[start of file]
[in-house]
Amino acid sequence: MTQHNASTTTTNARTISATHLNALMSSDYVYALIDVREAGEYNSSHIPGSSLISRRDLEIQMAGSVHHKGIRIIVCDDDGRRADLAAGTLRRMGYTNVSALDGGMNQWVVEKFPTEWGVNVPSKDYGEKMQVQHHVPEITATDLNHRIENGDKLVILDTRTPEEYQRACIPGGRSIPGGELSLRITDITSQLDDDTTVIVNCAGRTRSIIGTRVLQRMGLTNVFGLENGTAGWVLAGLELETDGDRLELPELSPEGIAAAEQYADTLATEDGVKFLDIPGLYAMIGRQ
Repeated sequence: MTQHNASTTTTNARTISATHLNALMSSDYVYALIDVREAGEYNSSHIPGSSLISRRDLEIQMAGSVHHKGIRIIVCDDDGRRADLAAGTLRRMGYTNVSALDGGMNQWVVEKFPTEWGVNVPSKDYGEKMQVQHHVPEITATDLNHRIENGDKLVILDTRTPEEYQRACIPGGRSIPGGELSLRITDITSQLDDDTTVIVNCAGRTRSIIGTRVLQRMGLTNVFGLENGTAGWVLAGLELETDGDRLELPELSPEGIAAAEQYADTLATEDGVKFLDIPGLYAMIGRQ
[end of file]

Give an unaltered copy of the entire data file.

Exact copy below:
[in-house]
Amino acid sequence: MTQHNASTTTTNARTISATHLNALMSSDYVYALIDVREAGEYNSSHIPGSSLISRRDLEIQMAGSVHHKGIRIIVCDDDGRRADLAAGTLRRMGYTNVSALDGGMNQWVVEKFPTEWGVNVPSKDYGEKMQVQHHVPEITATDLNHRIENGDKLVILDTRTPEEYQRACIPGGRSIPGGELSLRITDITSQLDDDTTVIVNCAGRTRSIIGTRVLQRMGLTNVFGLENGTAGWVLAGLELETDGDRLELPELSPEGIAAAEQYADTLATEDGVKFLDIPGLYAMIGRQ
Repeated sequence: MTQHNASTTTTNARTISATHLNALMSSDYVYALIDVREAGEYNSSHIPGSSLISRRDLEIQMAGSVHHKGIRIIVCDDDGRRADLAAGTLRRMGYTNVSALDGGMNQWVVEKFPTEWGVNVPSKDYGEKMQVQHHVPEITATDLNHRIENGDKLVILDTRTPEEYQRACIPGGRSIPGGELSLRITDITSQLDDDTTVIVNCAGRTRSIIGTRVLQRMGLTNVFGLENGTAGWVLAGLELETDGDRLELPELSPEGIAAAEQYADTLATEDGVKFLDIPGLYAMIGRQ